Written by Julien Laporte. Following the closing of Taiwan international borders in the time of the Covid-19 pandemic, the Tao people have seen an unexpectedly high number of visitors on their territory. Since 2020, they have been experiencing the consequences of that overtourism that calls for respectful and sustainable tourism.
Written by Tsaiying Lu. “Go Nuclear to go green.” Under this catchphrase, during Taiwan’s 2018 referendum, pro-nuclear activists have successfully framed green energy as “unstable” and “unmatured” electricity-generating technology. They proposed to abolish Section 1 of Article 95 of the Electricity Act, which states terminating all nuclear power plants by 2025, was passed with a 40.27% approval. The result is a significant setback not only to President Tsai Ing-Wen’s (2016-2024) energy policy, “Nuclear-Free Homeland by 2025,” but also to offshore wind energy’s (OWE) development.
Written by Huang-Hsiung Hsu. Taiwan is currently suffering a severe drought. Water use restriction on agriculture, livelihood, and industry has been mounting since autumn 2020. No landfalling typhoons (except a minor one passing through the Luzon Strait in early November 2020 that brought very little precipitation) for the first time in 57 years led to our low water level in major reservoirs. These dry conditions were compounded by the following spring rainfall failure in 2021 (likely caused by the prevailing La Niña) that worsened the drought impacts. Nevertheless, a drought that usually lasted for few months was not uncommon in Taiwan and seemed to occur more frequently in recent decades.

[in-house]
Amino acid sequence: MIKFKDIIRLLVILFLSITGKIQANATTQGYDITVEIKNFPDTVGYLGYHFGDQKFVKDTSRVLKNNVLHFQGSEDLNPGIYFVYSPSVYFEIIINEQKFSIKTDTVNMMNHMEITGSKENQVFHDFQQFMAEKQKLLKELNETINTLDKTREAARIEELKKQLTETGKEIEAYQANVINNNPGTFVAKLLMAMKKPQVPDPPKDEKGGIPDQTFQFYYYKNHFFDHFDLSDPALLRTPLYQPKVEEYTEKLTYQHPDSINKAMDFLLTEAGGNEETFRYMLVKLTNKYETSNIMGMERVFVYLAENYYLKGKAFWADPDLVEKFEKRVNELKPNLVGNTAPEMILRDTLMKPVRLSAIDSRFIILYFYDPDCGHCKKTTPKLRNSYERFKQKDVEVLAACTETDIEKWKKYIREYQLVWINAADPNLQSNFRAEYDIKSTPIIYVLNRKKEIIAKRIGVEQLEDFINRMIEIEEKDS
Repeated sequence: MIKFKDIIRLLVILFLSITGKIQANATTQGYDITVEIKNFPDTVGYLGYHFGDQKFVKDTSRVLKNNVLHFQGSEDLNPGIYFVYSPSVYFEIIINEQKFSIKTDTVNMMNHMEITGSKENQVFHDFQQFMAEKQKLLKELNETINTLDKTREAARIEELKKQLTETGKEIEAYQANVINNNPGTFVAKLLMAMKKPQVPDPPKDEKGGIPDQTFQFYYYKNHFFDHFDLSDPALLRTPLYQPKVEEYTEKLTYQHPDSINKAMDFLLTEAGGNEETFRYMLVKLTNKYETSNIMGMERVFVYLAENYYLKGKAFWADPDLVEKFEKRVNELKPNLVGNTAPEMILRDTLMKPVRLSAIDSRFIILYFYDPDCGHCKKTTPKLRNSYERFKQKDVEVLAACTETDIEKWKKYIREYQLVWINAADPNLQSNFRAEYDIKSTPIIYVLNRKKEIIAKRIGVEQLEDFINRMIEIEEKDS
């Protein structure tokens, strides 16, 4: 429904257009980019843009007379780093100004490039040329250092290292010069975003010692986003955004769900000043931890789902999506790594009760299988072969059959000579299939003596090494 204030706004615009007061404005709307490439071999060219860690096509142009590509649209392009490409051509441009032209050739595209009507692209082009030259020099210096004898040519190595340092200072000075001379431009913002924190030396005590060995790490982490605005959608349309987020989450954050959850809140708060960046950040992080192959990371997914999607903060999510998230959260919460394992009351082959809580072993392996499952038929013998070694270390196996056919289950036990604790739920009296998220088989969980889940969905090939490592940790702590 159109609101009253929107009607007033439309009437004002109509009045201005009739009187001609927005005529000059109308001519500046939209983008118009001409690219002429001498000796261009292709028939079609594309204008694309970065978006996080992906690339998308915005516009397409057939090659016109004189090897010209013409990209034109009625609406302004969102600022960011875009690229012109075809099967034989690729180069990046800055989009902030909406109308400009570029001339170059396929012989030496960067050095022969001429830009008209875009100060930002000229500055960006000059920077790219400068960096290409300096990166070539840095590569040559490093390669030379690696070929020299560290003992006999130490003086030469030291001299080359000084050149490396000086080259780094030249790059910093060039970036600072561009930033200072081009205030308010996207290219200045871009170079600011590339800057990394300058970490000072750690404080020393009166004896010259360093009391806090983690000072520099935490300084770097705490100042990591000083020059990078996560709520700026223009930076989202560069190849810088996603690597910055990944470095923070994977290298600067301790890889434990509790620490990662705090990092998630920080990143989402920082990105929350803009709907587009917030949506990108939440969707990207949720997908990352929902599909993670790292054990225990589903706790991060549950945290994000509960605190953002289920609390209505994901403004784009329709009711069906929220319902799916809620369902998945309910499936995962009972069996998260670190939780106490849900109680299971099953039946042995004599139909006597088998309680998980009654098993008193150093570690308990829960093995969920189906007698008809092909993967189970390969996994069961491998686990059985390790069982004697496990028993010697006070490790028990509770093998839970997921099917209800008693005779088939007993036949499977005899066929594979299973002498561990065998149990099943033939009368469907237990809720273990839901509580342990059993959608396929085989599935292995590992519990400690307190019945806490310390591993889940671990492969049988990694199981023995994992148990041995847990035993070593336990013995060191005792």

Written by Dafydd Fell. Twenty-five years ago, Taiwan was amid the 1995-1996 Taiwan Strait Crisis and its first direct presidential campaign. It was not only the closest China and Taiwan had come to military conflict since the late 1950s but also the moment that Taiwan was first internationally recognised as a full democracy. At this crucial moment in Taiwan’s modern history, the Green Party of England and Wales issued a press release with the headline ‘Penny Helps Taiwan Greens Win Seat.’
Written by Natasha Heller. Rising global temperature increases and predictions about sea levels can be abstract, even for adults. How can the phenomena of global warming be visualized? How can climate change and environmental degradation be made understandable by young children? The earth’s round shape, as imagined from space, lends itself to the addition of eyes and a mouth to convey unhappiness or illness on a global level. Distressed or lonely polar bears also convey the negative effects of global warming but are still quite distant from most children’s everyday lives.
Written by Brian Hioe. Taiwan’s international climate conference participation has been subject to the same dynamics applicable to other international organisations. However, Taiwan has often been pushed out because of Chinese pressure. Namely, when the Ma administration held power, Taiwan could participate as an observer in climate change summits that it was later excluded from when the Tsai administration took office.